Does God Need Us to Protect His Reputation?

By Danni Moss
Copyright protected, all rights reserved

Are we defaming Christ if we address abuse issues in the church? Are we turning people away from God?

I think it is a hard thing to consider speaking out when you truly do love God and wish no ill to the church as a whole. I do not want to turn anyone away from God. At the same time, I am seeing the church turn people away from God. I saw it happen to personal friends who were not able to separate God from the church. I see it in blogs online all the time — people bashing God because the church has failed them. The recent church shootings in Colorado are a vivid example.

What I am concerned about is something I saw and still see as a prevalent attitude in church — don’t make God look bad by daring to speak out against church error and abuses. I’m glad Martin Luther dared to post his 95 Theses on the door of the church! He ended up being excommunicated because he just wanted the church to return to the truth. He didn’t intend to start a new church; he just wanted to bring truth back to the church he loved.

God doesn’t need our help to protect His reputation. On the other hand, the only ones Jesus spoke harshly to in the Word was the religious leaders of the day who were teaching untruth and leading people astray. One of the basic things we are supposed to do as believers is to help the afflicted (I Tim. 5:10). Jesus stated His purpose in coming, and the definition of the gospel, was to heal the broken-hearted, provide deliverance to captives, and provide liberty to the bruised (Luke 4:18). This verse is usually spiritualized, but there is nothing in the text to make the assumption Jesus meant only spiritual need and affliction. In fact, in His earthly mission He first addressed people at the point of their physical need and then applied that healing to their spiritual need. The Word also says that it would be better for a millstone to be hanged around the neck of someone who causes others, particularly the weak, to stumble (Mt. 18:6, also recorded in Mark and Luke). And Paul was very specific in I Cor. 5:1-7 about the absolute necessity of openly confronting gross sin in the church.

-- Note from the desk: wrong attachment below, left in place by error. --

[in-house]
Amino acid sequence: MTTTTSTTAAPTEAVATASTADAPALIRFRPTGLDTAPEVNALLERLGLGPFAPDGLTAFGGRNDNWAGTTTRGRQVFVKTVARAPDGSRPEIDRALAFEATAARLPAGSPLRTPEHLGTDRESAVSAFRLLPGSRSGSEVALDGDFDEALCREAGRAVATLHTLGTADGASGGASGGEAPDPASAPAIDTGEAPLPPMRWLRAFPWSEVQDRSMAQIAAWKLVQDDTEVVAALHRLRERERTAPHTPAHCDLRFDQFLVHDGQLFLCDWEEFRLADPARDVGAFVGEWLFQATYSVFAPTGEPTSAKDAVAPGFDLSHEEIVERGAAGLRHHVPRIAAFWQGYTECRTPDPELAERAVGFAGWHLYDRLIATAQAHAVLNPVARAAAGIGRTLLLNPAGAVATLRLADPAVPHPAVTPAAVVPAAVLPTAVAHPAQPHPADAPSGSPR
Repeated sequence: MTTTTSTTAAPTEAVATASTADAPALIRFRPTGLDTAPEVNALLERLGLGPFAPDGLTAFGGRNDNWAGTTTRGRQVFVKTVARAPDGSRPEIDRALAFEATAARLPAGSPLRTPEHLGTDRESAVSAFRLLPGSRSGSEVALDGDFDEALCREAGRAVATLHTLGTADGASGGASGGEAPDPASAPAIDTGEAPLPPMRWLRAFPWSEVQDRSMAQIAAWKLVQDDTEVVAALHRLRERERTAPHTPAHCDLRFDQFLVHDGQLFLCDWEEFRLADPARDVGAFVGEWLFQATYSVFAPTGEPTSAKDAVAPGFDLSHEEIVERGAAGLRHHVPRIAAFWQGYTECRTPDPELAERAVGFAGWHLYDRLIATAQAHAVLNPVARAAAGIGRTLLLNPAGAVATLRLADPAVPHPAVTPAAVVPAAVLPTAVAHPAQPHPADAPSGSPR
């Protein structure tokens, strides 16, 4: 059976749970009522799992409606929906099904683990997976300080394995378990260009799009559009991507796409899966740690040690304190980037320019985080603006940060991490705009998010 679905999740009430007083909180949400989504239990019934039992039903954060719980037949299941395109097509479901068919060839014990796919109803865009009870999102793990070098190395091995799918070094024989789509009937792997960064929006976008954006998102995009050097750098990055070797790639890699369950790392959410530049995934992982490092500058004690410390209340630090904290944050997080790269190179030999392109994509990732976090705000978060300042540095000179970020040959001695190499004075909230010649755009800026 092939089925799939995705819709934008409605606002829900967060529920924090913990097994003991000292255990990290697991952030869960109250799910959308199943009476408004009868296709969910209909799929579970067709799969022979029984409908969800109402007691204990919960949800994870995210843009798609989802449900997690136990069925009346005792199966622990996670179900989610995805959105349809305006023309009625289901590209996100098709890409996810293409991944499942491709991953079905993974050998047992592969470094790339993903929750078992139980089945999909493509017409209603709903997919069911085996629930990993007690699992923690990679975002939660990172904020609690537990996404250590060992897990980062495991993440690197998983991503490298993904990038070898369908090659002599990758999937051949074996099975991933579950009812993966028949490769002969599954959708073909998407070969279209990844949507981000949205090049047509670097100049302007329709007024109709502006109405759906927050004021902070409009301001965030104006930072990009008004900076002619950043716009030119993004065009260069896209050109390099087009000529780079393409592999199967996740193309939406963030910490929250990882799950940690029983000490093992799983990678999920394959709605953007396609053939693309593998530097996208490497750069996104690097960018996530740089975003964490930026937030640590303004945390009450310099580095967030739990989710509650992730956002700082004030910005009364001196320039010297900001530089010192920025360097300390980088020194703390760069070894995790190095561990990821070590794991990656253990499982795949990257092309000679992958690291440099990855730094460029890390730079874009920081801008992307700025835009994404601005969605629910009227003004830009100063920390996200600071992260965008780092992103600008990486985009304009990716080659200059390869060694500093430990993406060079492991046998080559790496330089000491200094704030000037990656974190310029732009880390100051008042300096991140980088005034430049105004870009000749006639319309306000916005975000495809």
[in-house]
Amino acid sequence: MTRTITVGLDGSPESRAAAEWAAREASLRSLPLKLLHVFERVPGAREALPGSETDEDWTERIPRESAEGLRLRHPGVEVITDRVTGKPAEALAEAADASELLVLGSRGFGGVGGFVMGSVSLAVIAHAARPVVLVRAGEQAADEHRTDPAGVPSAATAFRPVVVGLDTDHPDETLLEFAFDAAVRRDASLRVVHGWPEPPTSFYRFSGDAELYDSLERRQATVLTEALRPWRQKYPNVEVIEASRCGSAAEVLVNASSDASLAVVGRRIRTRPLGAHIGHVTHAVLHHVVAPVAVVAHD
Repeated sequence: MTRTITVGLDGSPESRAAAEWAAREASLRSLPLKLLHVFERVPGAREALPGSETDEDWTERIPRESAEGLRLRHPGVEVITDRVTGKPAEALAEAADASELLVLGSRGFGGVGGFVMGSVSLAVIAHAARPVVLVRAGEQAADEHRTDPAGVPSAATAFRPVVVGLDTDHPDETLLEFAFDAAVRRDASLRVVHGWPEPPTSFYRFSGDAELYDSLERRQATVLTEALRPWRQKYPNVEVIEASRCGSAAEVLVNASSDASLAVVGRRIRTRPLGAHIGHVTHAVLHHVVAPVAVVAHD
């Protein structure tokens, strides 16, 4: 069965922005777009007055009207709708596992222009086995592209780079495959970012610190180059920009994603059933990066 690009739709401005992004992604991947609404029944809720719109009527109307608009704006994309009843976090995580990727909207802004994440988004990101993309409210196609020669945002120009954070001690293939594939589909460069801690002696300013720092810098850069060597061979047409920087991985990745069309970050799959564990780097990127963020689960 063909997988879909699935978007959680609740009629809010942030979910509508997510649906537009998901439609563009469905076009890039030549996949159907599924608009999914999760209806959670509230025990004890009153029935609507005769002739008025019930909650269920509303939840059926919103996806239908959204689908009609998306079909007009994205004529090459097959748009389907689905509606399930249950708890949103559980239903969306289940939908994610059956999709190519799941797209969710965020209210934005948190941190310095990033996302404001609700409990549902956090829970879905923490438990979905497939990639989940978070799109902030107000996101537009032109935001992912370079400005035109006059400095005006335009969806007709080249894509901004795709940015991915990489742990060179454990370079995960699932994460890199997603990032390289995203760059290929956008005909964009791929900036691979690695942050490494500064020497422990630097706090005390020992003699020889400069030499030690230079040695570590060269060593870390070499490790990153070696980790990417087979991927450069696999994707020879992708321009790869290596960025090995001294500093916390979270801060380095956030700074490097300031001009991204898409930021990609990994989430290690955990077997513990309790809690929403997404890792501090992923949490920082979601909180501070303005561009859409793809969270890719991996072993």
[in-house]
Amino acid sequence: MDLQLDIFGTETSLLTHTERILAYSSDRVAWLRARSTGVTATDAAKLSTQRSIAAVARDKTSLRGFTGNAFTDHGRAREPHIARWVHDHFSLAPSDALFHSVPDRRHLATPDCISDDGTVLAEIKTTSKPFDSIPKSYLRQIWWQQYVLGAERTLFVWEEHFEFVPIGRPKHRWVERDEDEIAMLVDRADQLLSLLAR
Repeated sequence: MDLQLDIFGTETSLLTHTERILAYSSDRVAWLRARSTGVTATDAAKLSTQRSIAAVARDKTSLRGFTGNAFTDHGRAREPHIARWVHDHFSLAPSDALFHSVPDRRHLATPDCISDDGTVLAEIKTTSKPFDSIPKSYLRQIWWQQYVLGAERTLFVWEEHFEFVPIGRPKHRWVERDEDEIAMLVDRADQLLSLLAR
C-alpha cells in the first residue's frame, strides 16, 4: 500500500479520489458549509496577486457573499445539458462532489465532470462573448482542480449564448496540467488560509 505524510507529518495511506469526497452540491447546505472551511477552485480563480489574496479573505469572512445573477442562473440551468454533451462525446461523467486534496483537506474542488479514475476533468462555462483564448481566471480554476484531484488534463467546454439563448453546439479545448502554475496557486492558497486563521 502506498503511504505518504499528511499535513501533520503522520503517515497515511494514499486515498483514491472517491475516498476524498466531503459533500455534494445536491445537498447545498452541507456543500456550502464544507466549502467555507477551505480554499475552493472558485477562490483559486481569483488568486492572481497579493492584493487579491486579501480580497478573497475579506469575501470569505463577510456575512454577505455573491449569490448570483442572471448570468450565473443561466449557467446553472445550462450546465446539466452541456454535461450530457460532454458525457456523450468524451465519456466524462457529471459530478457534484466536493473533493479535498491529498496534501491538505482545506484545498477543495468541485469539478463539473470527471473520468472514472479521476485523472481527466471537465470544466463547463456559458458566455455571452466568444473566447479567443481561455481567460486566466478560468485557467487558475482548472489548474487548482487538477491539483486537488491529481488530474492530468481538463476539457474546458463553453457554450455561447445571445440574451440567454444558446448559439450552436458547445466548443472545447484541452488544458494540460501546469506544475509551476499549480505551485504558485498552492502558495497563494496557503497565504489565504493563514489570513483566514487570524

There is a lot of bitterness out there. There are a lot of people who equate the church and God and discard them both with much angst and a plethora of defamatory commentary. That is not what I’m about here. My goal is to confront gross sin in the church because I believe that is my responsibility as a believer. My desire is that the church return to the truth of the Word and stop sweeping the dirt of some who are corrupt under the altar cloth.

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